Why you can understand country music lyrics

“The world is full of people whose notion of a satisfactory future is, in fact, a return to the idealised past.”

Robertson Davies, “A Voice from the Attic”, 1960

I think one could make the case that this is the dominant theme of modern country music.

I was challenged a while ago to spend a few weeks, as an exercise in personal diversity, listening to one of the pop country music stations in Phoenix. I concluded that the theme of “longing for an idealized past” was at the heart of nearly every country song. Even the instrumentation — the “breaking voice” style of singing, the Dobro and slide guitar, the “plain folks” lyrics, the lack of any grit to vocals — all sustain that theme. Of course it takes a bit of imagination to get all of country music to fit into one broad theme, but once you start listening for it, it becomes more clear.

Perhaps the exception is the style that might be called “good timey” — fast, danceable tunes that sound tailor-made for roadside taverns. But even there, one could say that the music is creating a nostalgia for an imagined past era of “good folks just havin’ fun after a day of hard work.”

The musical style of pop country is interesting in its very drabness. Not that the musicianship or instrumentation is poor. Major country records and acts have top session musicians, excellent recording engineers, working in state-of-the-art facilities. The singers and musicians themselves all sing and play very well. The singing is always on-pitch, on-key. The musicians never miss a beat.

And that’s where the drabness comes in.

Every upbeat song has about the same beat, which is sustained throughout the song. No rests, key changes or unexpected reversals as you might find in a Brian Wilson, Laura Nyro or Gershwin tune. No surprises at all. Each ballad keeps the same beat, about the same as all the other ballads. And they’re all played exceedingly well.

Most of all…you can always hear all the lyrics. Every single word. In fact, you’d be hard-pressed not to hear every word.

And that’s because a country pop tune is first and foremost a narrative…a story. That’s probably why people quote favorite lyrics from country tunes and not rock/alternative tunes. With a rock tune, you can barely understand the lyrics. And, as one critic pointed out many years ago…you’re not supposed to. Rock is about rebellion and raw energy and unfiltered emotion. As the character Dewey Finn in “The School of Rock” declaimed, “It’s about stickin’ it to the man.”

So with rock, rock n roll, alternative rock and the like, the point is not necessarily to tell a story. In fact, if you ask anyone about the lyrics to the top rock songs of the past 50 years, you’d be hard-pressed to get a coherent answer. Go ahead: ask someone what the song “December” by Collective Soul is about:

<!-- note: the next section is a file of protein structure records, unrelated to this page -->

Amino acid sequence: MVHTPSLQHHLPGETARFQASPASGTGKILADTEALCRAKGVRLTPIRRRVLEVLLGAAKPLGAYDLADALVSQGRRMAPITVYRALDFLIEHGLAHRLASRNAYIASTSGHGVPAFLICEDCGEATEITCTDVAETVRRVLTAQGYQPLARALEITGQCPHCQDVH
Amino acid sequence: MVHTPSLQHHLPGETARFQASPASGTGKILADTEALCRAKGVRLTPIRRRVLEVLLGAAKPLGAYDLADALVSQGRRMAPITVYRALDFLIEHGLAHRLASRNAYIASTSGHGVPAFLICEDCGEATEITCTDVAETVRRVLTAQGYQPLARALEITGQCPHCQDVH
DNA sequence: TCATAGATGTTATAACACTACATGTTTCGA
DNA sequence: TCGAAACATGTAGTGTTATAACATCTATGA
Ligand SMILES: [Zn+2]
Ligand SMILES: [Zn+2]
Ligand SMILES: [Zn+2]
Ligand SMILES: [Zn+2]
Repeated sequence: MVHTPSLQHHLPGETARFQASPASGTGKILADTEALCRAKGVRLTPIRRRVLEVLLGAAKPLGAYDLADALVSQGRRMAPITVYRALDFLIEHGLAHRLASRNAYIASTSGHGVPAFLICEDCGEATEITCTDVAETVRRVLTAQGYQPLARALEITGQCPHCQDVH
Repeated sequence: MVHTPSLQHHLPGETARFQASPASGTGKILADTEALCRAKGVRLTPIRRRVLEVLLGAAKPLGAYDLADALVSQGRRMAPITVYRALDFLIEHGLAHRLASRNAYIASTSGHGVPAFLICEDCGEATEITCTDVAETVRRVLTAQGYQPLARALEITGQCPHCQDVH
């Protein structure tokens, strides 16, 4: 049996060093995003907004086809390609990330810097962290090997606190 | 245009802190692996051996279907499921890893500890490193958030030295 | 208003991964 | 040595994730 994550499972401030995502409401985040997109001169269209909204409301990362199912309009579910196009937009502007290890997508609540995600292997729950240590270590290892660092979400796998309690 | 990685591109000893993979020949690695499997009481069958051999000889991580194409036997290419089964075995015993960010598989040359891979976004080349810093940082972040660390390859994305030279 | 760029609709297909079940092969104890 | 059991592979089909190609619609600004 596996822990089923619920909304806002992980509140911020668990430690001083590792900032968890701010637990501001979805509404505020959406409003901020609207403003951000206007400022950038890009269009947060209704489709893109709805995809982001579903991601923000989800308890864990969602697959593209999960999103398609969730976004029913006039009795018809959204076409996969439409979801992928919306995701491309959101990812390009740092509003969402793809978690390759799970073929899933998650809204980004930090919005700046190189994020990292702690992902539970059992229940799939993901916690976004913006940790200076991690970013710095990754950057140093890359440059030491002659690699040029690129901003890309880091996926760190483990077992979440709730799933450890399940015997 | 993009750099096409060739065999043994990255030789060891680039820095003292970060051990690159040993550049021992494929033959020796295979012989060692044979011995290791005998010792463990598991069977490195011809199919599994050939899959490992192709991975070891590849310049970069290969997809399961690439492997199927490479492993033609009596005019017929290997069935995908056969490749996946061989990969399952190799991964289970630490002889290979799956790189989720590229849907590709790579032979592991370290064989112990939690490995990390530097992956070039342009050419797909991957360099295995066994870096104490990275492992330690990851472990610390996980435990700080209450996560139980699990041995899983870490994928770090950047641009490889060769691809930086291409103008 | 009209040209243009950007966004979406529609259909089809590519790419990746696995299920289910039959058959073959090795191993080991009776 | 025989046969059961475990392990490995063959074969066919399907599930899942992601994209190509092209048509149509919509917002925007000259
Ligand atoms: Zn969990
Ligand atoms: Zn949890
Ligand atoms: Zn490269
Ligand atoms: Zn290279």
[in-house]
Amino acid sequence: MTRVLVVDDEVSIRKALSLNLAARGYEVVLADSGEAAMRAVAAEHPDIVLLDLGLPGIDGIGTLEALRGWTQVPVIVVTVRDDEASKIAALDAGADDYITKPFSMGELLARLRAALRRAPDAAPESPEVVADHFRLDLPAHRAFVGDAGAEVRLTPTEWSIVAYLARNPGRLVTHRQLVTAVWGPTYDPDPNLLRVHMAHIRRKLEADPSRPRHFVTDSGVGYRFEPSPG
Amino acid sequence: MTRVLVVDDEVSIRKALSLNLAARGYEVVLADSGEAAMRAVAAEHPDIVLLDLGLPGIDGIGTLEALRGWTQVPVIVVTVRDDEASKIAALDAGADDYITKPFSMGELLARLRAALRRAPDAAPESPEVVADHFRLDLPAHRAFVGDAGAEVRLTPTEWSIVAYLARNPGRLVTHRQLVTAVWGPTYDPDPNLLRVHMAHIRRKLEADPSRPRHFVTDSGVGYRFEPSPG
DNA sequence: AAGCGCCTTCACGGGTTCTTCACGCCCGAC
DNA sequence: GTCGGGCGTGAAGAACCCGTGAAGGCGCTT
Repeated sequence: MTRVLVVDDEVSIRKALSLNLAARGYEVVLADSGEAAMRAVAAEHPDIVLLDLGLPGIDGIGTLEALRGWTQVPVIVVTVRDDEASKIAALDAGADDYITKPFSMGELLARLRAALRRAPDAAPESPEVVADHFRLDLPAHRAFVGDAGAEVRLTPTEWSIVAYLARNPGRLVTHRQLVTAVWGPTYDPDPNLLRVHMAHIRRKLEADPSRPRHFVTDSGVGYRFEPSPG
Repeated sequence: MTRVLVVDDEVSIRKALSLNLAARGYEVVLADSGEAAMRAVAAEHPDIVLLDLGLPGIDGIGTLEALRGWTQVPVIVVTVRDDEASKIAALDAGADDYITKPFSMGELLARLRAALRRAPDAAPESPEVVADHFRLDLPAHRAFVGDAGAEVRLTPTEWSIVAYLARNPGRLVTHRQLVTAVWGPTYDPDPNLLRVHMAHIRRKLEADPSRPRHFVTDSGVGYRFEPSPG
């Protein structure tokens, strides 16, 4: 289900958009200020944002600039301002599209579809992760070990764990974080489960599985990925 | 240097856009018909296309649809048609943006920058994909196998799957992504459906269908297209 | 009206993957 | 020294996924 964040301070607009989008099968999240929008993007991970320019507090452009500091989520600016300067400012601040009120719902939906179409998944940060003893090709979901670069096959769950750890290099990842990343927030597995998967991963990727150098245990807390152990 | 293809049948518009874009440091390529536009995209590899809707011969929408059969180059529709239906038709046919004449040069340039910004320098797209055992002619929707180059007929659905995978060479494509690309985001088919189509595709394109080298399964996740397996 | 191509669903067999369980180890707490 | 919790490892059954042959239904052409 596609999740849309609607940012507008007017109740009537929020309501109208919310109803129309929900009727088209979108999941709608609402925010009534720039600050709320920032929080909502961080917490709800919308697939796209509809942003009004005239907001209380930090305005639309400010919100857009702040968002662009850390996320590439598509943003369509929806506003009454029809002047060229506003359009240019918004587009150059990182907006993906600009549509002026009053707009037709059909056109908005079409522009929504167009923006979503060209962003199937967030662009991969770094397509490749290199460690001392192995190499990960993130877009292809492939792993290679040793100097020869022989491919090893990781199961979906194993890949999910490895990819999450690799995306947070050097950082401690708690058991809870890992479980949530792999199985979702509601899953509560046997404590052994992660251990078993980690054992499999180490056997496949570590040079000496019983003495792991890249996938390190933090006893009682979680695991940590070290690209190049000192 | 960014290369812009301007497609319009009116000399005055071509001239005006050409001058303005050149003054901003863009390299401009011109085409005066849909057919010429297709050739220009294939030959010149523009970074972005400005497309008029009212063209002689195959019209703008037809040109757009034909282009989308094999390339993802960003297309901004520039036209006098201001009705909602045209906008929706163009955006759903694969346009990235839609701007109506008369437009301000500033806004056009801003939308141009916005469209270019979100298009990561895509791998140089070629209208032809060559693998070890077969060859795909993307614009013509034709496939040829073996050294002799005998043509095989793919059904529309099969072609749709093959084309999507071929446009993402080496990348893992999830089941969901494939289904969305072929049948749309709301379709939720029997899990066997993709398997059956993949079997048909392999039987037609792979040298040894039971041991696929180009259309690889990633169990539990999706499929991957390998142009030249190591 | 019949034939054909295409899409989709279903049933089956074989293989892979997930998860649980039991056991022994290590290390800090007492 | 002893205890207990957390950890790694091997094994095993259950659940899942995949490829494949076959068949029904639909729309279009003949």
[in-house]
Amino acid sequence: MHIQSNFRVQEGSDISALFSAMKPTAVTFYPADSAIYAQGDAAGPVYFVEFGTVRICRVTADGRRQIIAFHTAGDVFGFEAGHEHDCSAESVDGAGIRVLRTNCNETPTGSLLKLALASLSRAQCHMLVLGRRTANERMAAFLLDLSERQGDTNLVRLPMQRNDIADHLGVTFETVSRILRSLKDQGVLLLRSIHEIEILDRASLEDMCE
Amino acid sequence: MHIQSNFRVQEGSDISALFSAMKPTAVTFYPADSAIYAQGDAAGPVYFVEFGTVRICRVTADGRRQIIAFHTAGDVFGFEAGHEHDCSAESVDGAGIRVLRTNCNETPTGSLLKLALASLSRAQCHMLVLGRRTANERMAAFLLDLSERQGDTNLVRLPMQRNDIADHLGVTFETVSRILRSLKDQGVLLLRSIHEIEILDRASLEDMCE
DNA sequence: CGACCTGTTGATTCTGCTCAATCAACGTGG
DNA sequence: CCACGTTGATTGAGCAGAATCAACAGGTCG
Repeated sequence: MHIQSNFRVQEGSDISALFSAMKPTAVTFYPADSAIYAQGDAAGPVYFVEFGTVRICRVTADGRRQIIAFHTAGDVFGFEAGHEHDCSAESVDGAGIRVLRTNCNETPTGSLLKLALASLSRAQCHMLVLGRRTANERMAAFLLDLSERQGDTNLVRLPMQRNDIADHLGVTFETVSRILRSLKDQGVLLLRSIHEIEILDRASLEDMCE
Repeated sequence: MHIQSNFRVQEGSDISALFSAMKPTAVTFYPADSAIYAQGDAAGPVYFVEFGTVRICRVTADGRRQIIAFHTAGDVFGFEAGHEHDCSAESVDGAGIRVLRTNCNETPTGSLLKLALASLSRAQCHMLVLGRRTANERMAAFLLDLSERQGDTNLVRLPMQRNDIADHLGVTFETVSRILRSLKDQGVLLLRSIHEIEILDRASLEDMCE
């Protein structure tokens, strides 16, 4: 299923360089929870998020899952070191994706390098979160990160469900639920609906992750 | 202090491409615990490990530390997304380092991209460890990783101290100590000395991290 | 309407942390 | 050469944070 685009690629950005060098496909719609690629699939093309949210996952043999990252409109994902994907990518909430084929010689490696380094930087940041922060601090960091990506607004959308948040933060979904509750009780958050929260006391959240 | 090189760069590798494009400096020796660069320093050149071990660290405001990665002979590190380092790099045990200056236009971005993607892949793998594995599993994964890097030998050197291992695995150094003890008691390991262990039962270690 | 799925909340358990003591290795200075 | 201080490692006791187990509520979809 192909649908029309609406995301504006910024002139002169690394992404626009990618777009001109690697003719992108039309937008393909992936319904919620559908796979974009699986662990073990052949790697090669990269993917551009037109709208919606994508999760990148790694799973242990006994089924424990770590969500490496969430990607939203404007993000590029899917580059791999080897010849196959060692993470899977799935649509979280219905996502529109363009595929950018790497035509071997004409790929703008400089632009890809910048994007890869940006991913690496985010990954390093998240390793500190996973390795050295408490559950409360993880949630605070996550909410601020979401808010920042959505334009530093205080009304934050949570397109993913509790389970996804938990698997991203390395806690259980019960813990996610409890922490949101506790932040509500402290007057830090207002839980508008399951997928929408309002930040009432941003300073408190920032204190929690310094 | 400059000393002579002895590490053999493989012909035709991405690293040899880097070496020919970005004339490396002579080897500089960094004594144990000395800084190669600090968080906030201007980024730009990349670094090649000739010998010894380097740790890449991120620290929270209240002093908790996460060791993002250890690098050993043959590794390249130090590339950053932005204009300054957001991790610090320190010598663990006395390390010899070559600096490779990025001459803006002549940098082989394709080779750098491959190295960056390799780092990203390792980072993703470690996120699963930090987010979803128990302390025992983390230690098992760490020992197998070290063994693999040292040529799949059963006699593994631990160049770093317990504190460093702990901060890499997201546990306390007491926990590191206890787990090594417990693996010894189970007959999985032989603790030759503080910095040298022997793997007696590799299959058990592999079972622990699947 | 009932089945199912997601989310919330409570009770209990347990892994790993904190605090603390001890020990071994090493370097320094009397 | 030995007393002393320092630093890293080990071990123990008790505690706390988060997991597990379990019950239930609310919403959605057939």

Don’t scream about
Don’t think aloud
Turn your head now baby
Just spit me out
Don’t worry about
Don’t speak of doubt
Turn your head now baby
Just spit me out

(Answer: it’s about the band’s bitter relationship with their former manager, Bill Richardson.)

or “Plush” by Stone Temple Pilots:

Where ya going for tommorrow?
Where ya going with that mask I found?
And I feel, and I feel
When the dogs begin to smell her
Will she smell alone?

(Answer: it’s based on a newspaper article Scott Weiland had read about a girl who had been kidnapped and found dead outside of Seattle. The lyrics are a metaphor for a failed obsessive relationship. The “dogs” are sex-hungry men who see women as nothing more than objects, like pretty plush dolls.)

So, rock lyrics often do have a story behind them — when they’re not simply a product of a drunken romp in a whiskey-filled lion-claw bathtub — but the story is not the thing. With the best rock, you can hum the opening bars and people immediately recognize the distinctive sound — think “Greeneyed Lady” by Sugarloaf, or “Under Pressure” by David Bowie and Queen or even the plaintive opening to “Money for Nothing” by Dire Straits.

Country tunes, on the other hand, are eminently understandable, like little Hallmark movies.

Watch country dancers at a Graham Central Station or Handlebar J’s (or your own favorite dance emporium.) None of that (sometimes awful) spastic gyrating and free-form movement that you find at other clubs. No, the couples — always couples — are…stately. The men, cowpokes or dudes, are the essence of gentlemanly movement. No smiling or grimacing and, thank god, no O-faces. The guys look like some polite throwback to a kinder, gentler era of formal English baroque line dancing. The women — excessive leather fringe and Halloween makeup aside — are treated as “ladies” as they twirl…two, three times…and always return neatly to the cowboy’s formal embrace.

Where have all the cowboys gone? They’re freeze-dried and waiting. Just add a tear for the simpler life of bygone times.

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One comment on “Why you can understand country music lyrics

  1. John B says:

    You forgot about Charlie Pride… Jeez, you could write a trilogy about the only black man ever to sing country.

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